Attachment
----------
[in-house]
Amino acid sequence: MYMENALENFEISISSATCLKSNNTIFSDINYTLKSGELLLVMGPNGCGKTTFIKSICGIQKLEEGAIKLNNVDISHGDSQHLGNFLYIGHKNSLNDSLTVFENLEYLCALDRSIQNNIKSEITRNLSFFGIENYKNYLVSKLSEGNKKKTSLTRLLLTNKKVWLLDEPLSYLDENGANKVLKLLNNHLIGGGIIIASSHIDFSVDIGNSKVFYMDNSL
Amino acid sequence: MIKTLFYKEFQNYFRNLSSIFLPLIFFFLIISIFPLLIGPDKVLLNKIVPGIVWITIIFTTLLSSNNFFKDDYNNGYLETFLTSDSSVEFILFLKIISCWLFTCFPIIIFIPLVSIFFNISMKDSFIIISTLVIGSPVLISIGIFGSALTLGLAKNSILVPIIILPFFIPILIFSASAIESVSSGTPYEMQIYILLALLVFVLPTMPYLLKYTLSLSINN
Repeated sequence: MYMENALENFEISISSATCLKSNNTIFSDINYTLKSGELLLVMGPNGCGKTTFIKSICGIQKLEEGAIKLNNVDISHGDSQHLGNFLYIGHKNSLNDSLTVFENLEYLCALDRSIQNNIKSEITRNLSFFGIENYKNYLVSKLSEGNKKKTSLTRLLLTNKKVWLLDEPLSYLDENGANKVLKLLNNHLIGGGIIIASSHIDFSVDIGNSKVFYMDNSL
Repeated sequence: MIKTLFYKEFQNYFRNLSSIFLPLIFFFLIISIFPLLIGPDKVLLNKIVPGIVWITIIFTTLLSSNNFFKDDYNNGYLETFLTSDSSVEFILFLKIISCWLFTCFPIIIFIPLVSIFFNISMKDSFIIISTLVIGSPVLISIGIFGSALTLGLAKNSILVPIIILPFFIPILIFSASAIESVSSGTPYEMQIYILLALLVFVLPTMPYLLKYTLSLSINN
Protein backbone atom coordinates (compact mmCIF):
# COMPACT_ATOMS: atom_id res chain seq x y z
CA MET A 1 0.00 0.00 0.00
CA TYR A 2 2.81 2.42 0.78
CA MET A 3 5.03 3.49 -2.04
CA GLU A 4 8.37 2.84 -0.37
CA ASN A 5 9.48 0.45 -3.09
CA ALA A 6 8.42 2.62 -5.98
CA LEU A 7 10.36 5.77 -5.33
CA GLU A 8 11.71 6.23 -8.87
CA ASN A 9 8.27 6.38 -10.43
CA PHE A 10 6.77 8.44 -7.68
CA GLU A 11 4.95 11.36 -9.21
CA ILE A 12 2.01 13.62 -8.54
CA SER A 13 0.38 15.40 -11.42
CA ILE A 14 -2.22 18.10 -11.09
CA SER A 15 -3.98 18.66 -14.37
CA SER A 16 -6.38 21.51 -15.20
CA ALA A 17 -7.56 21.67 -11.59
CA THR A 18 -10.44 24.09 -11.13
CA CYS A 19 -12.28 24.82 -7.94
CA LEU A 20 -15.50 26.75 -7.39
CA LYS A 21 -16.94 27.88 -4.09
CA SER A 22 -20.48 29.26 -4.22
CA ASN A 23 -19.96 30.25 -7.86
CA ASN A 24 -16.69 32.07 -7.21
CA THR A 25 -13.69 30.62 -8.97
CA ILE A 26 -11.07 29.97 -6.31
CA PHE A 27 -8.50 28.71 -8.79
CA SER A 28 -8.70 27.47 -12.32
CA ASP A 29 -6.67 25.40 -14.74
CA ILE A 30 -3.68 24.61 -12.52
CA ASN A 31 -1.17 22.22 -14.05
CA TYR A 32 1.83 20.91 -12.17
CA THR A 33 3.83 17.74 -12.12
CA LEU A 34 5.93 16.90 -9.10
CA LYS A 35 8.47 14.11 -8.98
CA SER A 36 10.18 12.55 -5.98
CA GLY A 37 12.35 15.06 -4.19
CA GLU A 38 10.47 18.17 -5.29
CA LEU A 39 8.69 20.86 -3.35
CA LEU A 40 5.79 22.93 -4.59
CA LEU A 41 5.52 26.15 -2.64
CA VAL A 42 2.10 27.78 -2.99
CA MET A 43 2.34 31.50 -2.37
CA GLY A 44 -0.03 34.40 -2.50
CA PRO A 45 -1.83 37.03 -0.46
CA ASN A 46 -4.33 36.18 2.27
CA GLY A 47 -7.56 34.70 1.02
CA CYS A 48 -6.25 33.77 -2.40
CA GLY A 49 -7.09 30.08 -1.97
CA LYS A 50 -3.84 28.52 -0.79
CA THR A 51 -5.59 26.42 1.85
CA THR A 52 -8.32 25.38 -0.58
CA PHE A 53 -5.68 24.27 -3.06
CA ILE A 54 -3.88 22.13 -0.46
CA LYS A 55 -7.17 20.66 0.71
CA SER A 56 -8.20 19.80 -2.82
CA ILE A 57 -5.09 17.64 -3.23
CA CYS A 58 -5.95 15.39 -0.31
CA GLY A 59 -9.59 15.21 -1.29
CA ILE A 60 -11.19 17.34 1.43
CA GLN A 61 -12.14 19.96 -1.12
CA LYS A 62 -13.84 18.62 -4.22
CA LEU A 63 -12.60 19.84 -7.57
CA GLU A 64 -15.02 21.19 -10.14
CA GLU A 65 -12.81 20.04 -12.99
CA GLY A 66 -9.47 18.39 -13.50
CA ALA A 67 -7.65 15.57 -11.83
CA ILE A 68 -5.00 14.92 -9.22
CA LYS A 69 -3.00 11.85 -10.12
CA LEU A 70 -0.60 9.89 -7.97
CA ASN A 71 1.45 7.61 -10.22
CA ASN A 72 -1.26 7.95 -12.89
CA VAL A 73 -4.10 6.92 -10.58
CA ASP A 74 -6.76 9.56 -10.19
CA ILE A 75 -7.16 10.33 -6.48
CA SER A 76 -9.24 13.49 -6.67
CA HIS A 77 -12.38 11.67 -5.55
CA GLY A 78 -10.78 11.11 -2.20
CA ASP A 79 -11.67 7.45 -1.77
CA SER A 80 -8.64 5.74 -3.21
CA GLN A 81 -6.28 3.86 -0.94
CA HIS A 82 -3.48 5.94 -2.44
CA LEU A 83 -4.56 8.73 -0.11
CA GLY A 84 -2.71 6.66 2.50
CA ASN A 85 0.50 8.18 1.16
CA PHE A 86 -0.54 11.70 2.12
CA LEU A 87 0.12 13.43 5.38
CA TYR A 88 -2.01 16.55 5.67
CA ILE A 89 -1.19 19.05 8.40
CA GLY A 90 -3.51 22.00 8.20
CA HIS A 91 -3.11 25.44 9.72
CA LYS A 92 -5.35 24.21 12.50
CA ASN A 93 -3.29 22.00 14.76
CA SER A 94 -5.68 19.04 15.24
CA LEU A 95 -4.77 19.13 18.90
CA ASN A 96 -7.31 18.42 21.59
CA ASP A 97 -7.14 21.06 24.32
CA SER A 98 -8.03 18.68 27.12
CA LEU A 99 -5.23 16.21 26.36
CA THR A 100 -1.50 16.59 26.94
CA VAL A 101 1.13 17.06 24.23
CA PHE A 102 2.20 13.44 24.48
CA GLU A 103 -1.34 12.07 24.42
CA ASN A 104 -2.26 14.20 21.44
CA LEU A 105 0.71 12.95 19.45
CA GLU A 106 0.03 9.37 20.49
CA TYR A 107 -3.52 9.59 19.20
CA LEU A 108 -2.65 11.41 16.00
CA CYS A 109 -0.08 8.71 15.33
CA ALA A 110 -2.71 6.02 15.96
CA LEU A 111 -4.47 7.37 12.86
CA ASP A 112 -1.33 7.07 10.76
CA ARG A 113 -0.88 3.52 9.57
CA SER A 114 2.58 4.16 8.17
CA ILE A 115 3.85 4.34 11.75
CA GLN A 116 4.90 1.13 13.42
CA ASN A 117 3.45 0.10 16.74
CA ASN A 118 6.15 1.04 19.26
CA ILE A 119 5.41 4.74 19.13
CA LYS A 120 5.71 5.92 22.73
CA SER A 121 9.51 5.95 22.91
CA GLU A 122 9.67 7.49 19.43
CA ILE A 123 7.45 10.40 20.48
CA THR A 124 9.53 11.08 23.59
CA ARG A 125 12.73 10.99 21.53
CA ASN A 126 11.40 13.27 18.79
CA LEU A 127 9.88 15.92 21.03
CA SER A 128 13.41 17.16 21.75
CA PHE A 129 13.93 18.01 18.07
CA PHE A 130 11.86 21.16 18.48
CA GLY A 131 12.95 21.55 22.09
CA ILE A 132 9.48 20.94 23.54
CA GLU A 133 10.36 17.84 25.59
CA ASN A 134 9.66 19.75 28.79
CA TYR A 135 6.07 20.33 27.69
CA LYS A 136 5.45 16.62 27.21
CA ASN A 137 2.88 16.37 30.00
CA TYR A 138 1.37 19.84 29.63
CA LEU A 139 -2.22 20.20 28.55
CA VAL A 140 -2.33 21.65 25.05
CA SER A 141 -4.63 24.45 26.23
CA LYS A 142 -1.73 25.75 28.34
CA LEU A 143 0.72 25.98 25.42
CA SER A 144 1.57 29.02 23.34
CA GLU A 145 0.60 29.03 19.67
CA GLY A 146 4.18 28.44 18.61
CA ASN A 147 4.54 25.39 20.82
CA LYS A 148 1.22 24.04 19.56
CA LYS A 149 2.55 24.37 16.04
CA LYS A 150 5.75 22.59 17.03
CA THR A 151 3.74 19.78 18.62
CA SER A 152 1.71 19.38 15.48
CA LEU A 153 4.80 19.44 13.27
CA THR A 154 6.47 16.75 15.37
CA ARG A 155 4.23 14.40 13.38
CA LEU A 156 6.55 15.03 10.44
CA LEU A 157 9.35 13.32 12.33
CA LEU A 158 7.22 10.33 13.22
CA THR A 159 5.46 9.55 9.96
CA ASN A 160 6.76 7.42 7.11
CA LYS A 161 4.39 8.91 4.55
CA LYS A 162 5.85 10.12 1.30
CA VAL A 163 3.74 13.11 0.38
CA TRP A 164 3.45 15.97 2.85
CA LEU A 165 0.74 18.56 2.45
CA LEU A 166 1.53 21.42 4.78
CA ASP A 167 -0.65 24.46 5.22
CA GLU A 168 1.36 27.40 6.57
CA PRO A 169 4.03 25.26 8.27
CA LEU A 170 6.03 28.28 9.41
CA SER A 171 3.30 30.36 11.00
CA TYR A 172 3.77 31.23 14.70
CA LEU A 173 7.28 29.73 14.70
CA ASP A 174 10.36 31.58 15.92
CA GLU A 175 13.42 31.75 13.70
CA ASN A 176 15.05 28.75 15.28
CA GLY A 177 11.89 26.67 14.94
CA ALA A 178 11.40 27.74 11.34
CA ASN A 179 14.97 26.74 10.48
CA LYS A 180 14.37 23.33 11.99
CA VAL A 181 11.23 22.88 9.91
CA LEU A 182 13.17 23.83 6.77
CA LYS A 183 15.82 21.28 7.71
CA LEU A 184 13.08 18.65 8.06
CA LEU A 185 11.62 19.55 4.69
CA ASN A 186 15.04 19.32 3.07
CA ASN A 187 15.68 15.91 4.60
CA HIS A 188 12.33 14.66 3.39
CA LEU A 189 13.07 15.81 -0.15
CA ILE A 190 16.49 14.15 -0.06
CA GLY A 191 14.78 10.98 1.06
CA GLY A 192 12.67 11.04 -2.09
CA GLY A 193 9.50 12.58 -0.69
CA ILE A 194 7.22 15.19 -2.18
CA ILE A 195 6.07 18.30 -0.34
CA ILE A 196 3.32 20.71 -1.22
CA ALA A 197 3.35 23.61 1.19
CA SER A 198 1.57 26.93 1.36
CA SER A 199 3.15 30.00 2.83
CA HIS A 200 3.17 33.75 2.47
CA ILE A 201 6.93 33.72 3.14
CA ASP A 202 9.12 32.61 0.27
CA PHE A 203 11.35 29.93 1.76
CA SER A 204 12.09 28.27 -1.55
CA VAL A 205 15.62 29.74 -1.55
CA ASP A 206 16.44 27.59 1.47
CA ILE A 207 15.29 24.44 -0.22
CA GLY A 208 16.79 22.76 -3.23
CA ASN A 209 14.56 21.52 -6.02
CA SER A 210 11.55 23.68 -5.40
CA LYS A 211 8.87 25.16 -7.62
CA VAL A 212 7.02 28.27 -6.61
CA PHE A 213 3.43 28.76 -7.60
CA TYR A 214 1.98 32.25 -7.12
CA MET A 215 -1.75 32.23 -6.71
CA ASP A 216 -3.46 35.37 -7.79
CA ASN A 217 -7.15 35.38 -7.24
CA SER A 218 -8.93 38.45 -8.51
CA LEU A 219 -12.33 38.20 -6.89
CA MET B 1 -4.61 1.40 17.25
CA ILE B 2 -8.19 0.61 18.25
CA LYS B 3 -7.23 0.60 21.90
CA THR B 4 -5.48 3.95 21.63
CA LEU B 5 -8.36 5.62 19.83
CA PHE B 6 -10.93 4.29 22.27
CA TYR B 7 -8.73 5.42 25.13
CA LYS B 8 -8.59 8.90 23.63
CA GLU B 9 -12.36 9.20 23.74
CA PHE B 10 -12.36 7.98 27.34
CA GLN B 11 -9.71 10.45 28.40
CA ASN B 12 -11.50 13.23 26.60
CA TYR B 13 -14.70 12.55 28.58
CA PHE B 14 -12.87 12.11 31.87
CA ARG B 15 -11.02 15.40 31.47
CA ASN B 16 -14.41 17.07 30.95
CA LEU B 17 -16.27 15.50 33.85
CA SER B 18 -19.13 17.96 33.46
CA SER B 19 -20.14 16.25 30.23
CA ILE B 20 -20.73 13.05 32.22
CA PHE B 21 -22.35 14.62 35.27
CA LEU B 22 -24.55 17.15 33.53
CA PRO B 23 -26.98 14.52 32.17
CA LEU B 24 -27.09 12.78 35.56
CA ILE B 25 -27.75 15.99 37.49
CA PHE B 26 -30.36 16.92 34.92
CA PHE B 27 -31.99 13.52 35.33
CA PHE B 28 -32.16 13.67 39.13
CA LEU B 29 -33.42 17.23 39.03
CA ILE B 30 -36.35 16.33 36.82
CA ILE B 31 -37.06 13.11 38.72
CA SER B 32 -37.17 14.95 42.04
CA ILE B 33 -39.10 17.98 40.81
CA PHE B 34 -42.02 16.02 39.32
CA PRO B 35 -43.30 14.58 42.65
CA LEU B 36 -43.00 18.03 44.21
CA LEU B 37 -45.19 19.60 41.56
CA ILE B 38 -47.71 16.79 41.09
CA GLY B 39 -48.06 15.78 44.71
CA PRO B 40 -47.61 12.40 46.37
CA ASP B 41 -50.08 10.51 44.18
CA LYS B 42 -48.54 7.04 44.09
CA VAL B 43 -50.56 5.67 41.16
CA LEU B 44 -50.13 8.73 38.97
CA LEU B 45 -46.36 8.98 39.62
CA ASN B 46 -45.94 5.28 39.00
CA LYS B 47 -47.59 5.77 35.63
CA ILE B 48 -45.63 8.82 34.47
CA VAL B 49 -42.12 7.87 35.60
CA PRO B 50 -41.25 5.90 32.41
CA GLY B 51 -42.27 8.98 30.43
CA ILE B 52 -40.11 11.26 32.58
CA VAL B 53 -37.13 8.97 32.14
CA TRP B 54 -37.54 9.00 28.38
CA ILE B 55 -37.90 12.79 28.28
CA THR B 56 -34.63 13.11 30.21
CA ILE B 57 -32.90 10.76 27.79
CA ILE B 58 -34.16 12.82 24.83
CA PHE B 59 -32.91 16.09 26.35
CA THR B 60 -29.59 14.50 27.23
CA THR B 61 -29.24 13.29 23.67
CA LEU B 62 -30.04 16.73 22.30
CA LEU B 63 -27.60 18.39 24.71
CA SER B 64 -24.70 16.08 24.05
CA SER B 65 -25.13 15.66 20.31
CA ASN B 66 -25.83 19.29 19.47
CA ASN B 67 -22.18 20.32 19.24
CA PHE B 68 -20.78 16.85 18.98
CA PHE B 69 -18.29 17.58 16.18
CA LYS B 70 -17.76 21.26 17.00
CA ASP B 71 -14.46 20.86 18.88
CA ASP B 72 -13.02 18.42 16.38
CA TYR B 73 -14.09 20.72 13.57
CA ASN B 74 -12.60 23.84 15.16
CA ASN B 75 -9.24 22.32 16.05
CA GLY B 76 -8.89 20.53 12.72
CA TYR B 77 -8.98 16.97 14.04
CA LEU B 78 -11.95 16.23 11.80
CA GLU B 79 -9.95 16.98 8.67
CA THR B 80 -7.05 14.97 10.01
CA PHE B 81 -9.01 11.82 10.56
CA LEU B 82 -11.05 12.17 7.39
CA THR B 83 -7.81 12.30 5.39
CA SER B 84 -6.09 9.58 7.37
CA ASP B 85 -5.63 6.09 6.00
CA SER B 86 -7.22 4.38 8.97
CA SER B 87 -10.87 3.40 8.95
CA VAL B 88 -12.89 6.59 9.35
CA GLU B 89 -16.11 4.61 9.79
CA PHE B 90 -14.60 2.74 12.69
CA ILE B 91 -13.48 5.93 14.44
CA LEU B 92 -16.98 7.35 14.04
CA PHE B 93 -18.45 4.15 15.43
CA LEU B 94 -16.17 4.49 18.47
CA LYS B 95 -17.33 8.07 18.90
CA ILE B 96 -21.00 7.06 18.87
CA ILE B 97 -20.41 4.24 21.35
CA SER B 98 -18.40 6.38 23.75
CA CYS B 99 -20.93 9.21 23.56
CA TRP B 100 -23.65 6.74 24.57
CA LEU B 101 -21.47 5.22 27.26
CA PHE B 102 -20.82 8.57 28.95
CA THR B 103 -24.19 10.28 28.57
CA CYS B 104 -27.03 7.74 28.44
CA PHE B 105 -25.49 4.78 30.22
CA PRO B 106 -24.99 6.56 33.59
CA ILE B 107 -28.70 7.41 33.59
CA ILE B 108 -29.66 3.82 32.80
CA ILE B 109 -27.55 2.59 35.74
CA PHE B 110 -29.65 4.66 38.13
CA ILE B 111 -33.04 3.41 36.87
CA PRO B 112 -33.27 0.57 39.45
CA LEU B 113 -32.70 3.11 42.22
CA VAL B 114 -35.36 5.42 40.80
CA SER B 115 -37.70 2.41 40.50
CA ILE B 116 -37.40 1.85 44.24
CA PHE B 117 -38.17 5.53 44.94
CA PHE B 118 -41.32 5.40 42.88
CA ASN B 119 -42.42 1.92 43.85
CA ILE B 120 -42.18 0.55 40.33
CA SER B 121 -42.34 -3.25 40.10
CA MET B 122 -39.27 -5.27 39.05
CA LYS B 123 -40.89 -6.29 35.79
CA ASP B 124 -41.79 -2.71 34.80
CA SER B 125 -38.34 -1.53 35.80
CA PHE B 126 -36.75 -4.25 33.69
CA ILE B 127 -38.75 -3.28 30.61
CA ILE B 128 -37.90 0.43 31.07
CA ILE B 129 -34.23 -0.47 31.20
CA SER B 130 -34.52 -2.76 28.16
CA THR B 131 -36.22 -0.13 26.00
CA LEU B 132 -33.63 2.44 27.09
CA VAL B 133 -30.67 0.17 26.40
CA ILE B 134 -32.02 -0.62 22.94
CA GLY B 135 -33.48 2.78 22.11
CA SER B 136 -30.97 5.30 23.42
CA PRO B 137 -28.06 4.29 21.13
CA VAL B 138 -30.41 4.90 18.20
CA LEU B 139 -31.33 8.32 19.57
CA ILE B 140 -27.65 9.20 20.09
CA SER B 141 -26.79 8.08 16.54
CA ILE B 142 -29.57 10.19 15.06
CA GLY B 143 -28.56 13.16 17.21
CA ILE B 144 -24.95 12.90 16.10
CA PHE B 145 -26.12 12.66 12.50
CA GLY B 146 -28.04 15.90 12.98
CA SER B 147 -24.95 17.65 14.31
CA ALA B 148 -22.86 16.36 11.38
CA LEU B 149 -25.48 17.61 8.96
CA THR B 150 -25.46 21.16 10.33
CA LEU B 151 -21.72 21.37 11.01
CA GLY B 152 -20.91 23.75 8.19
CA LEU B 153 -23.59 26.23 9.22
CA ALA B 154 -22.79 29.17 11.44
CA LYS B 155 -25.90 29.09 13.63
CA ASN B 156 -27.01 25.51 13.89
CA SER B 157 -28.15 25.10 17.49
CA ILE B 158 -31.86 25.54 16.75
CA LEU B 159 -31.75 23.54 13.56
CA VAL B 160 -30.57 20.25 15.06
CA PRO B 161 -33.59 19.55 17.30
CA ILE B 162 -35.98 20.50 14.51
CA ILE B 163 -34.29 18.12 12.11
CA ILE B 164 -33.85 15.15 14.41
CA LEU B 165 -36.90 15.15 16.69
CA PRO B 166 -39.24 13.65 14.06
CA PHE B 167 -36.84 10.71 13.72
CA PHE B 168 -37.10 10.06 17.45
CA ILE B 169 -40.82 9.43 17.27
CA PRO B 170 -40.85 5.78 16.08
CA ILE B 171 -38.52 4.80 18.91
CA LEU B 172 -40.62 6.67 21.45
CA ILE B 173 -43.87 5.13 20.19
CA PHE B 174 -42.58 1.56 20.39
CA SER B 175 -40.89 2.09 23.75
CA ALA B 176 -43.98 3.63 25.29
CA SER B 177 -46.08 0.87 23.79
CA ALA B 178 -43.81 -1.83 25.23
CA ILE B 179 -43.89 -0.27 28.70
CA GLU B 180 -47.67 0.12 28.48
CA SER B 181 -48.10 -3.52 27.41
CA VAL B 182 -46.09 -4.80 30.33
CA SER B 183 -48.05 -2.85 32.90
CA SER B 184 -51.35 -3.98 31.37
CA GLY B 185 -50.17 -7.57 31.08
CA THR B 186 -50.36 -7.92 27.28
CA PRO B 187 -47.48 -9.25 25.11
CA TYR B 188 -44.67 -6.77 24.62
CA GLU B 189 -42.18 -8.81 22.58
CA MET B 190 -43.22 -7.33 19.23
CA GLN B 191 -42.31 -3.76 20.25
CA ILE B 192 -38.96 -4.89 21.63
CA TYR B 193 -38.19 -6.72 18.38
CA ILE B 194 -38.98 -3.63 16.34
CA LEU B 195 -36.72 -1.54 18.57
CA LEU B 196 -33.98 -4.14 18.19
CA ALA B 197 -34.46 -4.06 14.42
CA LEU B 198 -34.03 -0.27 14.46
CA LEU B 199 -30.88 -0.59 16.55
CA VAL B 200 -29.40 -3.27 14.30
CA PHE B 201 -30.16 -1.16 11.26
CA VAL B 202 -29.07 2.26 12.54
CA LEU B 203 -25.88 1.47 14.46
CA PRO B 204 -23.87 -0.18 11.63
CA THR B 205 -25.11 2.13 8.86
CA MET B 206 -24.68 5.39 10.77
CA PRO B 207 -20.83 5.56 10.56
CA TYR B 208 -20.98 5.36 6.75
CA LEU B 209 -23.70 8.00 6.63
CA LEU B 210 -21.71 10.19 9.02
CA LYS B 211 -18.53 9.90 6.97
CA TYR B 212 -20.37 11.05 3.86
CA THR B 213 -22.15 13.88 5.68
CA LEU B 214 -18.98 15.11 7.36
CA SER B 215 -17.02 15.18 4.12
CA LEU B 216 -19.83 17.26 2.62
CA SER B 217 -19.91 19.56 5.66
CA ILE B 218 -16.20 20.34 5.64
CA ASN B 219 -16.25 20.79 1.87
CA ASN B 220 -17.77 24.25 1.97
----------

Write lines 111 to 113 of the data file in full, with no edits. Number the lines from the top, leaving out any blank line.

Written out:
CA ASN A 104 -2.26 14.20 21.44
CA LEU A 105 0.71 12.95 19.45
CA GLU A 106 0.03 9.37 20.49